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HEALTH Issues Tips for Safe Halloween; Reminds Rhode Islanders to Get a Flu Shot

With Halloween only a few days away, the Rhode Island Department of Health offers these tips to remind Rhode Islanders how to stay safe and healthy while preparing for Trick or Treating.

- Be Smart With Your Treats Inspect candy for signs of tampering, such as ripped packaging, pinholes, discoloring, or any other unusual appearance, before children eat it. Feed children a light meal before they go trick or treating to help prevent them from snacking. Do not let children eat homemade candy or baked goods.

- Don't Forget Healthy Eating Habits It's ok to eat sweets in moderation, but don't forget there are plenty of healthy snacks you can turn to instead of a candy bar. For example: "Grab-and-go" fruits: apples, oranges, bananas, canned fruit without added sugars, and raisins Washed and chopped fresh vegetables: celery, carrots, and cucumbers Low-fat and fat-free milk products: yogurt without added sugars, milk, and low-fat cheeses Whole-grain crackers and breads Almonds and other nuts and seeds Visit CDC's website for additional healthy eating resources.

- Be Safe With Costumes Face paint, rather than a mask, can help children see better and avoid dangerous objects such as cars and tripping hazards. Follow all paint directions and never decorate your face with things that are not intended for use on skin. If decorating skin with a product you have never used before, try a dab on an arm for a couple of days to check for an allergic reaction before applying to your face. Decorate or trim costumes with reflective tape so children can be seen by cars.Purchase only flame resistant costumes, masks, beards, and wigs. Only use decorative contact lenses if distributed by an eye care professional.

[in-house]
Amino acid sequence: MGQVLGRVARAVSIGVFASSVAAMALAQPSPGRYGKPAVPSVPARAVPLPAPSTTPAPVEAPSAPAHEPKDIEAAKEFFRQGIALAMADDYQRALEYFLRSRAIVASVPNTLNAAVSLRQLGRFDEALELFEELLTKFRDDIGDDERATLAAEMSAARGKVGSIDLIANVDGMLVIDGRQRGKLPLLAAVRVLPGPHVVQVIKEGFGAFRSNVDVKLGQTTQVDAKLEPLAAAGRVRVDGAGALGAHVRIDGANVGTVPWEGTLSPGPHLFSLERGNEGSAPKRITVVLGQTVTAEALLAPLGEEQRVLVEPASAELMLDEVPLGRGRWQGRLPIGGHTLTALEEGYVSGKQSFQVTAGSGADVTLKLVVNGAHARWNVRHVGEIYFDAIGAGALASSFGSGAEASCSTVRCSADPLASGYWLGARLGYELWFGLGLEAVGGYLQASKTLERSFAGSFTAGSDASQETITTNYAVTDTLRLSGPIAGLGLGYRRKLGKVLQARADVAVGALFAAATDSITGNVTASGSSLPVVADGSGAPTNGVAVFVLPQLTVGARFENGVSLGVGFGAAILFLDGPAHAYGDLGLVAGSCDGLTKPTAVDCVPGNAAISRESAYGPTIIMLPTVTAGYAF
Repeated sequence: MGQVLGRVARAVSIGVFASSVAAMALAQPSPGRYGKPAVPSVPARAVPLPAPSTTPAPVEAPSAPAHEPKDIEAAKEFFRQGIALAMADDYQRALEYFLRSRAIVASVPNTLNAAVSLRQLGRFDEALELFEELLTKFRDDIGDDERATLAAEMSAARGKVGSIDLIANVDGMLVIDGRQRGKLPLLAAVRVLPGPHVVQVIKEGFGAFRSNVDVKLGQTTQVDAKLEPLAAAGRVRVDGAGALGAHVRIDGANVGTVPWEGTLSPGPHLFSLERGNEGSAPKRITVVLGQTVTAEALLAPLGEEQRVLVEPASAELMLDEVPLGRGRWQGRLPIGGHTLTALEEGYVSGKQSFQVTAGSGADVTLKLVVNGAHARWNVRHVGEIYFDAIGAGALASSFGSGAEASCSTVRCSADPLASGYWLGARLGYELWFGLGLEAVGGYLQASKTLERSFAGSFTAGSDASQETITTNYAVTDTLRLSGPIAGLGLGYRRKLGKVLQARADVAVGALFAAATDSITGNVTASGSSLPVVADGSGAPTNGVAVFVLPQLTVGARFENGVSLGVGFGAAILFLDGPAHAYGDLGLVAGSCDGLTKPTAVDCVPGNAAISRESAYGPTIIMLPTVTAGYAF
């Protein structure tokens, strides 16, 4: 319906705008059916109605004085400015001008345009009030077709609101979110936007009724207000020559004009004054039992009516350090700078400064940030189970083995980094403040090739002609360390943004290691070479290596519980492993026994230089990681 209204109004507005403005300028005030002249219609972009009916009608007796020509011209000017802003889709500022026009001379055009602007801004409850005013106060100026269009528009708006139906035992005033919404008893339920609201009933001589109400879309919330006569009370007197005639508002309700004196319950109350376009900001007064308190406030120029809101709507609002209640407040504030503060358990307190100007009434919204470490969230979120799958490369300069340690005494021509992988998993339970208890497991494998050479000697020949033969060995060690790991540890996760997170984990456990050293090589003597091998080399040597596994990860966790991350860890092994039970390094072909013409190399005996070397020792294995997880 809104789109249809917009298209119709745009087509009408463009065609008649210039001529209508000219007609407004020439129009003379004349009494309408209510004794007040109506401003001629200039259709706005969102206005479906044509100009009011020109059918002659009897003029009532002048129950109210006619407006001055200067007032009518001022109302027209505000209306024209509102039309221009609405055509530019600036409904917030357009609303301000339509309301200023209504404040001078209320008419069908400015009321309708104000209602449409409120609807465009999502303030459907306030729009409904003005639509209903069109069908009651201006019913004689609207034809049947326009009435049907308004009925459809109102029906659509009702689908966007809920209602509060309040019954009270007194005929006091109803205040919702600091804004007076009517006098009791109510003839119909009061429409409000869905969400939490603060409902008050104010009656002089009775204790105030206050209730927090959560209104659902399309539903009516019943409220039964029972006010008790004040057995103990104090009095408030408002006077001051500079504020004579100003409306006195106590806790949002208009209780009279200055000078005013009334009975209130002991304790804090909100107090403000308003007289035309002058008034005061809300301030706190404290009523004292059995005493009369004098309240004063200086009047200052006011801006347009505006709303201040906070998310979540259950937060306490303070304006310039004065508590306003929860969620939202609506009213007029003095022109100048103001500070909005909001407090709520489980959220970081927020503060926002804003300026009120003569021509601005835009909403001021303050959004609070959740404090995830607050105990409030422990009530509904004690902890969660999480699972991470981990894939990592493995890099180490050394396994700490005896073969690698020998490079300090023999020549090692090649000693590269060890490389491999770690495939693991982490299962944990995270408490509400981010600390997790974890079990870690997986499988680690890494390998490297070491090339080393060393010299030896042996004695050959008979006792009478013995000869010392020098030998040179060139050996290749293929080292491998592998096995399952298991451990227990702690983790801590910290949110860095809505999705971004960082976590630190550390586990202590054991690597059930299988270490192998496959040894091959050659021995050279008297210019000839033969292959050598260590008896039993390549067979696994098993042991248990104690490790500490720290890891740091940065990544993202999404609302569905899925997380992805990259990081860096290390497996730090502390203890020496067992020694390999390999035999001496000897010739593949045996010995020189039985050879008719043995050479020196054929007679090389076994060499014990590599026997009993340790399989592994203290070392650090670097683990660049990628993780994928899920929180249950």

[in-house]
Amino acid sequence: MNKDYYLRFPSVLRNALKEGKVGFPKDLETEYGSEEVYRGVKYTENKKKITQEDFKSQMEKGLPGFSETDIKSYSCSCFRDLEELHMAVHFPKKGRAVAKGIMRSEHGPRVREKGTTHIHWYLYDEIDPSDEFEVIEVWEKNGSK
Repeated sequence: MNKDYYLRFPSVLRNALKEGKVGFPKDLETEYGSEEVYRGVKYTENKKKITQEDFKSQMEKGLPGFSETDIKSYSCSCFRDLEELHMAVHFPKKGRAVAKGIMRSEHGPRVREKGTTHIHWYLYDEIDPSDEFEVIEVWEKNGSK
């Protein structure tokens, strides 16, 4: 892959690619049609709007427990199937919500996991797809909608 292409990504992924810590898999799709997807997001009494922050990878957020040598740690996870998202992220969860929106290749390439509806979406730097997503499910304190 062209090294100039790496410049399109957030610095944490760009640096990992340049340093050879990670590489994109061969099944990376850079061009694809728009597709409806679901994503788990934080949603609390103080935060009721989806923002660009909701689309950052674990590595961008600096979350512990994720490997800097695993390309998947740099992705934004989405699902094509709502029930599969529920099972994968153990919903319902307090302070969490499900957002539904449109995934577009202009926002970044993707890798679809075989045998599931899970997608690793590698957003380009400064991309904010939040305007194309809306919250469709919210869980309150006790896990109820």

- Be Careful Trick or Treating Have children walk, not run, from house to house and use sidewalks instead of walking in the street. Only let children approach houses that have outside lights on as a sign of welcome. Carry a flashlight to help see and be seen. Do not let children enter homes or apartments unless accompanied by an adult. Be aware of obstacles on lawns, steps and porches, especially candle lit jack-o-lanterns that may be brushed by a child's costume.

- Watch out While Driving Drive slowly in residential neighborhoods. Watch for trick-or-treaters at intersections, medians, and on curbs. Enter and exit driveways carefully.

Get Your Flu Shot

It's not too late in the season to protect yourself and your family from the flu. In fact, now is a perfect time to be vaccinated—before you begin congregating with family and friends around the holidays.

Related links

Department or agency: Department of Health


Release date: 10-29-2013

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